What Is the History of the Telephone?

Alexander Graham Bell is credited for inventing the telephone in 1876, but an Italian immigrant named Antonio Meucci originally designed and developed the concept of a talking telegraph or telephone in 1849. After accidentally discovering the science behind transmitting sound via currents, he traveled to New York to patent his work. His plans failed after complications ensued, and Bell eventually patented the telephone five years later.

Meucci was born in Florence, Italy and moved to Havana, Cuba in 1835. He developed a new method of galvanizing metals that the Cuban government used in military equipment. He then developed a medical treatment entailing electrical shocks, which became popular in Havana. While preparing to administer a shock treatment, a remark from his medical assistant was transmitted through the copper cable running from the next room.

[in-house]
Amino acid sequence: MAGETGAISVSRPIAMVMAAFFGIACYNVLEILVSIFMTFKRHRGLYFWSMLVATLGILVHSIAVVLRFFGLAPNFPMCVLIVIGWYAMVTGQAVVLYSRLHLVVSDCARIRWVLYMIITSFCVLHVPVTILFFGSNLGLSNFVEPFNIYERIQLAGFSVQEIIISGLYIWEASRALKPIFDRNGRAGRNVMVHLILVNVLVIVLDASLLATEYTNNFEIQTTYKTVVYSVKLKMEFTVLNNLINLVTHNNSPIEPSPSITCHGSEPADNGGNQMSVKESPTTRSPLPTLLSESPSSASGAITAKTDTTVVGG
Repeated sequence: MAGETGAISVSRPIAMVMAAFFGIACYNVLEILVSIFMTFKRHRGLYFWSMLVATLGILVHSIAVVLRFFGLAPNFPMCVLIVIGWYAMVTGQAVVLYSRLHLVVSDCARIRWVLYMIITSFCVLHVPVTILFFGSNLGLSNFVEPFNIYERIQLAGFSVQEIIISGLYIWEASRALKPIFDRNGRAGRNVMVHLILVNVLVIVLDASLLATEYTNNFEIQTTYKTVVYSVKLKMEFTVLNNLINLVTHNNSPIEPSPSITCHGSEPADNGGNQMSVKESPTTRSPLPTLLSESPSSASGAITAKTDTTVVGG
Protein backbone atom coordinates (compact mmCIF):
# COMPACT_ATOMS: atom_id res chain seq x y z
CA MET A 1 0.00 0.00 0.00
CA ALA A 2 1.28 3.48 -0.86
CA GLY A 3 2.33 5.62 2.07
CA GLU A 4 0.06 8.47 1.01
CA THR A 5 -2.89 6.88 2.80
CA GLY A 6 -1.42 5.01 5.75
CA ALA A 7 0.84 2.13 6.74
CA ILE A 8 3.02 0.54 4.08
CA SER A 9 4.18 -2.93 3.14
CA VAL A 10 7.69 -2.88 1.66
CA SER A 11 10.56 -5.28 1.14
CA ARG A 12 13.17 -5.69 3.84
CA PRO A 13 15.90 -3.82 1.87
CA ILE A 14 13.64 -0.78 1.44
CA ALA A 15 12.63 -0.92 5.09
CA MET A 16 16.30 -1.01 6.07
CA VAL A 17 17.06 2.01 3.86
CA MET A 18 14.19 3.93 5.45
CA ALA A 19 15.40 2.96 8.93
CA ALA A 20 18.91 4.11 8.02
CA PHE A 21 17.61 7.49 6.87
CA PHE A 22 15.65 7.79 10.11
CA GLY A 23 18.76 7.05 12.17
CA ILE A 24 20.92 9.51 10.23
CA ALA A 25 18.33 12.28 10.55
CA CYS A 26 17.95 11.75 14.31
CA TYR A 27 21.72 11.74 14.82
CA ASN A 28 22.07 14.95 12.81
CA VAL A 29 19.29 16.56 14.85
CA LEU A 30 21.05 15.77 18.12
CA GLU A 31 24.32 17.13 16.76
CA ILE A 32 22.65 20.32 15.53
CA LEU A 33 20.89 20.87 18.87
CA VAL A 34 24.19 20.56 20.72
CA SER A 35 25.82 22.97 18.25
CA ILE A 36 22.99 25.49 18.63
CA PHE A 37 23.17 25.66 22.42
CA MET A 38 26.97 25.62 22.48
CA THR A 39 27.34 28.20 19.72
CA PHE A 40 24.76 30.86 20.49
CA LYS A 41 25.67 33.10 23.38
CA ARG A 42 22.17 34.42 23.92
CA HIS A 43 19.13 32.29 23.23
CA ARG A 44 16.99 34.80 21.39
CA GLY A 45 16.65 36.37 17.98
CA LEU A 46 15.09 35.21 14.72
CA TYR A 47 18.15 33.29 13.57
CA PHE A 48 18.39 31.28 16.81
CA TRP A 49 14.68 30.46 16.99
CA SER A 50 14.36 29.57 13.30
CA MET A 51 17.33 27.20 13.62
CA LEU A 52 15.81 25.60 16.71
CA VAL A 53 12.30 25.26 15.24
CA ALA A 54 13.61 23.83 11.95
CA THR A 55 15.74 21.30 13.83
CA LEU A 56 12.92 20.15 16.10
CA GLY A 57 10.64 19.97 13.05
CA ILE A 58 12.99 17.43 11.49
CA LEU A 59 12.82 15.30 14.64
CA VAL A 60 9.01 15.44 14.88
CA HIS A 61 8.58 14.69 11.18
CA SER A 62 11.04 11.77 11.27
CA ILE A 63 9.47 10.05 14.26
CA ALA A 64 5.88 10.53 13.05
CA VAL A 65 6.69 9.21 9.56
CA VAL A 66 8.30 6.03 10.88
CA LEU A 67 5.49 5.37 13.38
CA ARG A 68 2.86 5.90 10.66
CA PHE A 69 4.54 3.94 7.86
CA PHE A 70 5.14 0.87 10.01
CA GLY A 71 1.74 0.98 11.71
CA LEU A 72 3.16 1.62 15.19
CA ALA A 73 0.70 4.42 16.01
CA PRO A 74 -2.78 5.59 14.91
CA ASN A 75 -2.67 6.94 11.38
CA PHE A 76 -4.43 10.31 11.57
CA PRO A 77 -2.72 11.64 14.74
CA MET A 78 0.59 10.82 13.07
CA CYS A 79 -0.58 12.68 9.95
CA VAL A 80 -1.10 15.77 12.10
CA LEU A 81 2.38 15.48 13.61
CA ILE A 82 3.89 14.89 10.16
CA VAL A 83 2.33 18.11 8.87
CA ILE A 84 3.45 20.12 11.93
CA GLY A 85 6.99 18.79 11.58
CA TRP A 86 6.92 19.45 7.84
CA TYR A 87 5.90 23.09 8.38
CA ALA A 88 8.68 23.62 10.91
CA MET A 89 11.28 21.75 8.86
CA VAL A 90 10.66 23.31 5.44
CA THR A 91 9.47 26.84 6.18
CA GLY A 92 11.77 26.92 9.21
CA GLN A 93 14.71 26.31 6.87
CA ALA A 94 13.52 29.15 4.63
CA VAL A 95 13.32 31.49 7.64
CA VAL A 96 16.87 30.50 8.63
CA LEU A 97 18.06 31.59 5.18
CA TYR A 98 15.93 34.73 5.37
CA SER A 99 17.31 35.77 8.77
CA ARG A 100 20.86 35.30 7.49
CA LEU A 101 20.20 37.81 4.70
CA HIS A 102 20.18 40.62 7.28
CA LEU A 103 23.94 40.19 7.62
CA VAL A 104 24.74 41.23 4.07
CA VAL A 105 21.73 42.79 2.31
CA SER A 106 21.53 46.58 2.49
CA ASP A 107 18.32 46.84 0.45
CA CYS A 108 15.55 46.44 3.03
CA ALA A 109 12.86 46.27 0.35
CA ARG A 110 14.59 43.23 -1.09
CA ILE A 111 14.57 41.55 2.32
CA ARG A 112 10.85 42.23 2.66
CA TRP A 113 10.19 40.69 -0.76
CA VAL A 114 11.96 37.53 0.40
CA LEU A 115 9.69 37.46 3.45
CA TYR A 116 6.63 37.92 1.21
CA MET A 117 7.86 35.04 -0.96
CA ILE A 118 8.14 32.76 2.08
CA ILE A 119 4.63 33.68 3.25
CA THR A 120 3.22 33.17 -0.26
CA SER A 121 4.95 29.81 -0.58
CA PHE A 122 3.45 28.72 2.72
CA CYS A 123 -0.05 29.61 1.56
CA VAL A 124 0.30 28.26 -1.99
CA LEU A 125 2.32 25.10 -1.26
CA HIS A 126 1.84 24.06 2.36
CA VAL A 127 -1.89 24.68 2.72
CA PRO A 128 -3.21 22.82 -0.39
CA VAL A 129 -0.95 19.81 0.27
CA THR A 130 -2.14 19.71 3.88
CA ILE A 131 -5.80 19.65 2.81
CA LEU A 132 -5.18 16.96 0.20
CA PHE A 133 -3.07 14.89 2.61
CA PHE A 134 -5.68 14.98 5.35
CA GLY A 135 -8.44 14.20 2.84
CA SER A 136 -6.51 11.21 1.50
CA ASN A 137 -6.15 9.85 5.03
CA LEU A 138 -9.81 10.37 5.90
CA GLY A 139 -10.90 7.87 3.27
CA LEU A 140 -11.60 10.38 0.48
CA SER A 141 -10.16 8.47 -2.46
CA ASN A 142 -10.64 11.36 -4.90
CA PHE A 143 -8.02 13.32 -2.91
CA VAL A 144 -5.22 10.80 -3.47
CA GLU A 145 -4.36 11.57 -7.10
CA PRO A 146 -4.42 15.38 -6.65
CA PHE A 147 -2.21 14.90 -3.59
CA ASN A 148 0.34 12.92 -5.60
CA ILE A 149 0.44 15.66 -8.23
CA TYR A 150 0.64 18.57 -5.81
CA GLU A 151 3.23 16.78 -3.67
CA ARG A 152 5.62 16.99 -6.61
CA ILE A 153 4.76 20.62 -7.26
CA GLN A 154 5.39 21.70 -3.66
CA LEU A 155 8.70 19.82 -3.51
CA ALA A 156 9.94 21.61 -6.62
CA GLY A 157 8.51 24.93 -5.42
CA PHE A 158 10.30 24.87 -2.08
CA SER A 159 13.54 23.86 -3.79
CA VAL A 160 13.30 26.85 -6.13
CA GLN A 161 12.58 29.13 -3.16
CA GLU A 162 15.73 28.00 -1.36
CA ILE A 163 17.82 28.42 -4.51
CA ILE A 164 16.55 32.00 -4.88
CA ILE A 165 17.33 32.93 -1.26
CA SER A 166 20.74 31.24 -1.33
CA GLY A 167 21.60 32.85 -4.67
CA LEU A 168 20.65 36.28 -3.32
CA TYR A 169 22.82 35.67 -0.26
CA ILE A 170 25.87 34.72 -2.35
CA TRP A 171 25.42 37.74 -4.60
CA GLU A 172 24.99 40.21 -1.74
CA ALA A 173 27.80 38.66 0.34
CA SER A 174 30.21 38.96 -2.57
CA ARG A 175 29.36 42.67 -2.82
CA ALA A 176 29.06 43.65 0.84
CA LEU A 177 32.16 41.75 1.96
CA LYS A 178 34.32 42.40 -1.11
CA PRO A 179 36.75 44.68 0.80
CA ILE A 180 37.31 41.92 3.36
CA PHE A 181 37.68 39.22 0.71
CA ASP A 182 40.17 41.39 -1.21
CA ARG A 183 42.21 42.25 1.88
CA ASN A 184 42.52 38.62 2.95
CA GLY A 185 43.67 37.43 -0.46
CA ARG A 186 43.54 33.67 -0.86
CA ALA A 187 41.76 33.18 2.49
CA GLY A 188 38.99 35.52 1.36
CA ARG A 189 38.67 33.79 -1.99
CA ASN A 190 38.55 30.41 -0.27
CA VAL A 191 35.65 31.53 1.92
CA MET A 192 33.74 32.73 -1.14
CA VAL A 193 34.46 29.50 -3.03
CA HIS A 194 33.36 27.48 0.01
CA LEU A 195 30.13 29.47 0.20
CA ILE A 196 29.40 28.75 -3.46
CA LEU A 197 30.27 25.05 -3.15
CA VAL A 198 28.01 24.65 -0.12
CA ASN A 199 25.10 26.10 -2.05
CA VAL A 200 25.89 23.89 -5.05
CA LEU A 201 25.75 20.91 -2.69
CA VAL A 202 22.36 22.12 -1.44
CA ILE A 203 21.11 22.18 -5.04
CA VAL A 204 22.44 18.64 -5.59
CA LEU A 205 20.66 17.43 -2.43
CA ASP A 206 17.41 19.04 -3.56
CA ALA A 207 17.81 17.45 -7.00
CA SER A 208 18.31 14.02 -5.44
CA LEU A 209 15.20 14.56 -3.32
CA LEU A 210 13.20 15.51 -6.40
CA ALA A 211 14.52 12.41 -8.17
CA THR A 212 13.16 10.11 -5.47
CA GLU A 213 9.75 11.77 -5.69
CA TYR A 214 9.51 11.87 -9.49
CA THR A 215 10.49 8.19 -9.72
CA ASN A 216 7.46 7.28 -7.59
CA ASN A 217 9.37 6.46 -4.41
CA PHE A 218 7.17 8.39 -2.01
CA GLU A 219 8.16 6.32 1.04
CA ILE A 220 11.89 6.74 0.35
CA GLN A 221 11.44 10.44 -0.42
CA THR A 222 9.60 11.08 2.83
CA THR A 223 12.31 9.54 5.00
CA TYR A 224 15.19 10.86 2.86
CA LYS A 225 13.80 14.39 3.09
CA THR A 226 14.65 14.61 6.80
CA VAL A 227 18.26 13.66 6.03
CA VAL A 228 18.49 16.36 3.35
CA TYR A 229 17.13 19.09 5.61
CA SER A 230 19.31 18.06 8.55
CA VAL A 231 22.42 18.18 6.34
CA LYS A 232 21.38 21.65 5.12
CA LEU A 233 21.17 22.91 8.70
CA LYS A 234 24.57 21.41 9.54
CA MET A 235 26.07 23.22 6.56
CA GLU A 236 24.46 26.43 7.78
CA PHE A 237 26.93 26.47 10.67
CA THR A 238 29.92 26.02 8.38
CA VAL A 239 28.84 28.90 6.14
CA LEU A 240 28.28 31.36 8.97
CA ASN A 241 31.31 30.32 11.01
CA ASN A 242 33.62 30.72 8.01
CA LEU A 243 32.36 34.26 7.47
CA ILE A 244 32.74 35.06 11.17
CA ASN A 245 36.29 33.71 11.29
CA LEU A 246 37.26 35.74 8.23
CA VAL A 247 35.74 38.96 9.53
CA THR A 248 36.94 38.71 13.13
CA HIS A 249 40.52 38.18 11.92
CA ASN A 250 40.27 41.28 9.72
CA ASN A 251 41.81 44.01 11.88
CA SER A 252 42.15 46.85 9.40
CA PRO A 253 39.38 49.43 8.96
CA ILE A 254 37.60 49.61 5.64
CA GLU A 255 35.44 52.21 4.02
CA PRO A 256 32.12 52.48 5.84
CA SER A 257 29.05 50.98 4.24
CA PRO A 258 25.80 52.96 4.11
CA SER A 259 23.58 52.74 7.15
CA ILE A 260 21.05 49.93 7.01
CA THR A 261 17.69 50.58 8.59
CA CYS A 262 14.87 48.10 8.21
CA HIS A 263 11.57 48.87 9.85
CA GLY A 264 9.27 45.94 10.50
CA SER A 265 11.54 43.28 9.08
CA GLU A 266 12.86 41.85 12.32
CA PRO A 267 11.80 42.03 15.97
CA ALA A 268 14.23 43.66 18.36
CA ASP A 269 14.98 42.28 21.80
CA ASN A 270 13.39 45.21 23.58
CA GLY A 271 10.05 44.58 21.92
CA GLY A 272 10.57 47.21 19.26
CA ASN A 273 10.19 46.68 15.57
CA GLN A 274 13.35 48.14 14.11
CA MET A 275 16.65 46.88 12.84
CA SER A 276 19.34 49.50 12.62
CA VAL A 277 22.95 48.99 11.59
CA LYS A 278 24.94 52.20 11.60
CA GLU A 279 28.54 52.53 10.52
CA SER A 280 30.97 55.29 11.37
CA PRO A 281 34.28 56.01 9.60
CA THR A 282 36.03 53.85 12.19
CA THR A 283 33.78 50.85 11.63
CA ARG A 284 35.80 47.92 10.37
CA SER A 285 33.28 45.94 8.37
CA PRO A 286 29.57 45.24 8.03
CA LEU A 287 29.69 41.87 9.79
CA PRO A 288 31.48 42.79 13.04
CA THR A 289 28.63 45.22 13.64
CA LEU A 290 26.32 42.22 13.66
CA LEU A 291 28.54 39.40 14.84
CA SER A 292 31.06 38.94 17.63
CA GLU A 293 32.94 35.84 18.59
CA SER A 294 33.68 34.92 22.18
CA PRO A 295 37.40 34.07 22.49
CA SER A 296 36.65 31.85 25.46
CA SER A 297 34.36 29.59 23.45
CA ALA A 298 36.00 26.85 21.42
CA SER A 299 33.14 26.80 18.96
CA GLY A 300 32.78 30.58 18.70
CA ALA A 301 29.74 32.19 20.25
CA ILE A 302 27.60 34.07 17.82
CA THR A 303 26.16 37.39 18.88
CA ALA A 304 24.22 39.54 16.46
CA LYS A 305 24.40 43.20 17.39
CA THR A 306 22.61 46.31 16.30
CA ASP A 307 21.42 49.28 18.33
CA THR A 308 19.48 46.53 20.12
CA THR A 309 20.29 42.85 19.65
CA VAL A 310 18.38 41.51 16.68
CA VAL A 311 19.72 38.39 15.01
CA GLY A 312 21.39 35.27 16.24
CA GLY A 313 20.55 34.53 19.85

Over the next 10 years, Meucci spent his time perfecting the technology and moved to New York in 1850. He struggled financially after the move and his accomplishments suffered, with failed attempts at selling the rights to his inventions. Eventually, he filed for a caveat, or notice of patent intent, in 1871, but by 1873, it had expired.

In 1876, Alexander Graham Bell filed a patent for the telephone. Meucci attempted to sue Bell, but failed due to Bell's financial advantage. The trial was continuously postponed until Meucci's death in 1889, when the case was dropped. To this day, Bell is credited for inventing the telephone.